Once again, Manchester United had to come from behind to win it. It is getting to the point where United only burst into life when the clock ticks into its thirtieth minute and the opposition are a couple of goals to the good.
Their last three home games have followed a similar pattern; a clumsy and careless start is followed by an opposition goal which stuns the crowd. From that moment, United slowly click through the gears and find an equaliser. Then, as if the first third of the game is erased from their memories, they go on to control the match with ease and effortlessly cast aside the opposing team. Obviously, the 3-2 defeat to Tottenham didn’t the trend. However, Tottenham will be the first to tell you that they were fortunate to leave Old Trafford with their three points intact.
Last Saturday, Stoke silenced Old Trafford with a second minute opener. They then should have capitalised on United’s dreadful start by going two up, but Jonathan Walters was foiled by David De Gea. A few minutes later, Robin Van Persie’s inch-perfect cross found the forehead of Wayne Rooney who guided it into the back of the net. The game was as good as gone after that for Stoke save for a Michael Kightly goal that was swiftly ruled consolatory by another Rooney goal.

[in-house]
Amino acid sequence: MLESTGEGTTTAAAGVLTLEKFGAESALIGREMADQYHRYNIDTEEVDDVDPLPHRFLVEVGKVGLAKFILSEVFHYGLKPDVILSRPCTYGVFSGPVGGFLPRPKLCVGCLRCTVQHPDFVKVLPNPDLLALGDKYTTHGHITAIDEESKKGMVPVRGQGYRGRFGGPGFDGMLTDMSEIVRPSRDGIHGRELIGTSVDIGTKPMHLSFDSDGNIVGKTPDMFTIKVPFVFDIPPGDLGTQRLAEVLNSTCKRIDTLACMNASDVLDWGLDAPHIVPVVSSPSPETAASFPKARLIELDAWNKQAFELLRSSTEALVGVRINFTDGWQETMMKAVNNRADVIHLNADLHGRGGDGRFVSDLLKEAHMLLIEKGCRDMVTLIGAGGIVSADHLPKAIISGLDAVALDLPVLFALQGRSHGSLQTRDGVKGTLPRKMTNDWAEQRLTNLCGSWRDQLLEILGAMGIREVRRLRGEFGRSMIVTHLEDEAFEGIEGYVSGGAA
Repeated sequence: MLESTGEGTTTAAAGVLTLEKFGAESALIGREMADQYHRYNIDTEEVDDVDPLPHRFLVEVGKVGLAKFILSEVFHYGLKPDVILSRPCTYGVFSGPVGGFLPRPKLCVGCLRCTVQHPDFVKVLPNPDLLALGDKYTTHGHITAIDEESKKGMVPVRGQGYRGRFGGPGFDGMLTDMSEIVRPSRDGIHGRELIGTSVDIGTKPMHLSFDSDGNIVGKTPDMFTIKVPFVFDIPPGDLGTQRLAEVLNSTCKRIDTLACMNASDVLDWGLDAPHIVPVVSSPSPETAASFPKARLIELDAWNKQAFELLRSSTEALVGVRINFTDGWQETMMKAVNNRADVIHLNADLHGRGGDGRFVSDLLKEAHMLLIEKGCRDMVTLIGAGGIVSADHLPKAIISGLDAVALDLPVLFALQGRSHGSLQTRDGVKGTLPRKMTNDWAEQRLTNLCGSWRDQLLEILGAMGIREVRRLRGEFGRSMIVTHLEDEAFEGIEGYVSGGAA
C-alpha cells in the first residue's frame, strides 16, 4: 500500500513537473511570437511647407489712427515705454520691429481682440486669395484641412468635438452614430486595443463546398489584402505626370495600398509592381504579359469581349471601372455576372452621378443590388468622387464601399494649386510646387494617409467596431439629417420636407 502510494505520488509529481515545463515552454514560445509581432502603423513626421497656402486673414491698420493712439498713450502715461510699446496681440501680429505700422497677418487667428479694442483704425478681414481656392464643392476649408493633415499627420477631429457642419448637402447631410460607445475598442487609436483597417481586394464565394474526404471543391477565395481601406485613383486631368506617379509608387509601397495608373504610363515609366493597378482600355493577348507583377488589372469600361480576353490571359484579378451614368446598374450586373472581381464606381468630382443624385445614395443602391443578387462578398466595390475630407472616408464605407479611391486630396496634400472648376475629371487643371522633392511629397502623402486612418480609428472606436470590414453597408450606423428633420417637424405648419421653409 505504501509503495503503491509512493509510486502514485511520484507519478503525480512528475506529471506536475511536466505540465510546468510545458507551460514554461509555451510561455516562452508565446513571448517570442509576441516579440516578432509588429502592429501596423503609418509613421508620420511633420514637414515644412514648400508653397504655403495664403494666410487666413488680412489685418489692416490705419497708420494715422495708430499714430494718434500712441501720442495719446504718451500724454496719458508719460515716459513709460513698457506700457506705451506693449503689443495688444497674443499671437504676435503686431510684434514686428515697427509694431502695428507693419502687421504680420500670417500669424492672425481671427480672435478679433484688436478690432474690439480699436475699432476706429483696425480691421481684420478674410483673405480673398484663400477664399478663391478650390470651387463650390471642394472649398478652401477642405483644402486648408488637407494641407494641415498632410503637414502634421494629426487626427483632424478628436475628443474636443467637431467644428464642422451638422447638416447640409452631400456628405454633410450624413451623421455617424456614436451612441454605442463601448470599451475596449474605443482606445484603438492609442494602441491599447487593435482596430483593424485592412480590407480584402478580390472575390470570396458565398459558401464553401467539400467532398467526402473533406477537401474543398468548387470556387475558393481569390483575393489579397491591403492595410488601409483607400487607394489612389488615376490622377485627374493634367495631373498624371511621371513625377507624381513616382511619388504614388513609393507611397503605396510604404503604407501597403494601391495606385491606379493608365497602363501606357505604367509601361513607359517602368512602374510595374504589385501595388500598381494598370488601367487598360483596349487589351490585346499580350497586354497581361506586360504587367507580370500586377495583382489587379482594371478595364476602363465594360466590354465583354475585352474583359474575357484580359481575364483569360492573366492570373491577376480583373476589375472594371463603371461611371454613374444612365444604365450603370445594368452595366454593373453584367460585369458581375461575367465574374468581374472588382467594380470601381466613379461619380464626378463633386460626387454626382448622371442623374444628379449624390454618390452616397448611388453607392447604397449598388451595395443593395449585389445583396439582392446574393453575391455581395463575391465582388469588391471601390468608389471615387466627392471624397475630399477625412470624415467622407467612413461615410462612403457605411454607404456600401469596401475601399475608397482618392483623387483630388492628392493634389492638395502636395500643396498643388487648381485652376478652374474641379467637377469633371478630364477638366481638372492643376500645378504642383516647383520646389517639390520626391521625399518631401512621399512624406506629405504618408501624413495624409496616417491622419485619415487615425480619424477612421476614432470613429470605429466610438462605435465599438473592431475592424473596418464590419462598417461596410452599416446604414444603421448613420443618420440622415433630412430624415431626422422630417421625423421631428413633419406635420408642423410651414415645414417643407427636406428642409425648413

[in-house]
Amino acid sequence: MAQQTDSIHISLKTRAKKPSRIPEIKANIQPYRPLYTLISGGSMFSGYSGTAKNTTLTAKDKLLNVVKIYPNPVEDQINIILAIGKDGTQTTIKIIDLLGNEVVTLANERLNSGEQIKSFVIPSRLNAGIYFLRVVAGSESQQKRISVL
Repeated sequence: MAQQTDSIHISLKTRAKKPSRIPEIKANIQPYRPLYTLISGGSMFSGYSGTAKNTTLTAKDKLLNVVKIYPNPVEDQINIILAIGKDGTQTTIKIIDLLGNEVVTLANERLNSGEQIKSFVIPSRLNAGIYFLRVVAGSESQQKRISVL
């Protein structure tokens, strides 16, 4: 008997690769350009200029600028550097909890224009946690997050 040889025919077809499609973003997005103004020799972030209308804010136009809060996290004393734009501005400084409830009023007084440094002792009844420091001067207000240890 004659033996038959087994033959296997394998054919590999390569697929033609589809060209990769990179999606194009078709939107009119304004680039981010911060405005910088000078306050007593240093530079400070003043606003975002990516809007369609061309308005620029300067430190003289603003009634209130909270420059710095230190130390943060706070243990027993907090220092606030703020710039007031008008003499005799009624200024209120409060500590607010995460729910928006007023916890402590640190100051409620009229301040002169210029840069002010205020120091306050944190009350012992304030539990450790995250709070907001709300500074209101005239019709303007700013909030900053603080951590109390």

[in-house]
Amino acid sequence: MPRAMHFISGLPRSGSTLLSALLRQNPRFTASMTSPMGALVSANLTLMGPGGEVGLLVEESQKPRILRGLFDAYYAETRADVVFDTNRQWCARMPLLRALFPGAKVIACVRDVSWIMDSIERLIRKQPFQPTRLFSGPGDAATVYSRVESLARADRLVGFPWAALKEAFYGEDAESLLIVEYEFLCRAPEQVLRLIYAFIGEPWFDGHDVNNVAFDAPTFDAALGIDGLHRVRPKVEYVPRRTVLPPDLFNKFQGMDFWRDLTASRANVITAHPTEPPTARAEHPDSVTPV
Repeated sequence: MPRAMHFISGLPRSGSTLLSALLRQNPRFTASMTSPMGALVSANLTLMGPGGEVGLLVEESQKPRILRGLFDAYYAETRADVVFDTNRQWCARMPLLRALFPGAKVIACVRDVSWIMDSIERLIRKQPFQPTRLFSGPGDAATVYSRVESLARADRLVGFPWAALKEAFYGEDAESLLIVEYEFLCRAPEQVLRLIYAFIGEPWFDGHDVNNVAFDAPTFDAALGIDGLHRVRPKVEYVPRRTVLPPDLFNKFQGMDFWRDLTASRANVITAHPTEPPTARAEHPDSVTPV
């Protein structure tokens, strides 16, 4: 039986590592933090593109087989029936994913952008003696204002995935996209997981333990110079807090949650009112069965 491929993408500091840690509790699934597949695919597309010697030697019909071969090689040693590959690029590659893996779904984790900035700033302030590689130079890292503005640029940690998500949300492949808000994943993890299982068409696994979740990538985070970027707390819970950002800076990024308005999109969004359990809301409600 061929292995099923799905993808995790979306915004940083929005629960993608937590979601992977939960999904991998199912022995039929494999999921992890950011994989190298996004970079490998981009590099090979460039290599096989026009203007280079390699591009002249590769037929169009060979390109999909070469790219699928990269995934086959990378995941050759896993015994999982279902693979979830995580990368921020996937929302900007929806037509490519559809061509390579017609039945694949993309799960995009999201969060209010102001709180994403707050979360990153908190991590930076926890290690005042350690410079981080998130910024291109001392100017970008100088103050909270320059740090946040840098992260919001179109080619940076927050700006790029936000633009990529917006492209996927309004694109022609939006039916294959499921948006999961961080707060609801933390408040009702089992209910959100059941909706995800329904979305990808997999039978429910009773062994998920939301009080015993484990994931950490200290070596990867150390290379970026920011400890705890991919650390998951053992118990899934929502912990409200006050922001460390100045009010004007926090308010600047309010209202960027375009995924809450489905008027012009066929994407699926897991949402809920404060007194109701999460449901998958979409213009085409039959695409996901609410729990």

Likewise, the first twenty minutes of last night’s Champions League match against Braga was a similar affair. Alan handed Braga the perfect start with a header after less than two minutes. It was Braga’s first attack of note and they benefited from poor marking in the Man United box. Eighteen minutes later, Michael Carrick was turned inside out by Eder on the left flank, and a low drive into the box was directed in by Alan once more to make it 2-0.
The second goal seemed to have awoken the giant as Braga’s strict and rigid defending was undone by Van Persie and Kagawa before Hernandez headed home. Normality returned to Old Trafford with that goal, and when the referee blew the whistle to signal full time, the score-line read 3-2 to the home side.
That Man United have trailed in eight of their twelve games this season is no coincidence. There is no single root cause to explain the issue. Rather, it is a combination of factors.
Firstly, defensive errors have riddled United’s start to the season. Last night, Alex Buttner failed to press Alan when he headed in the opener, and then Michael Carrick showed that he is no centre back when he allowed Eder to turn him and cross for Alan with ease. Rio Ferdinand has been labelled as ‘over the hill’ by large sections of the media, a decline that Gareth Bale highlighted when Spurs won at Old Trafford just under a month ago. Patrice Evra has also come in for criticism recently, in that his advancing years is having a dramatic effect on his marauding style and his ability to deal with pacy wingers.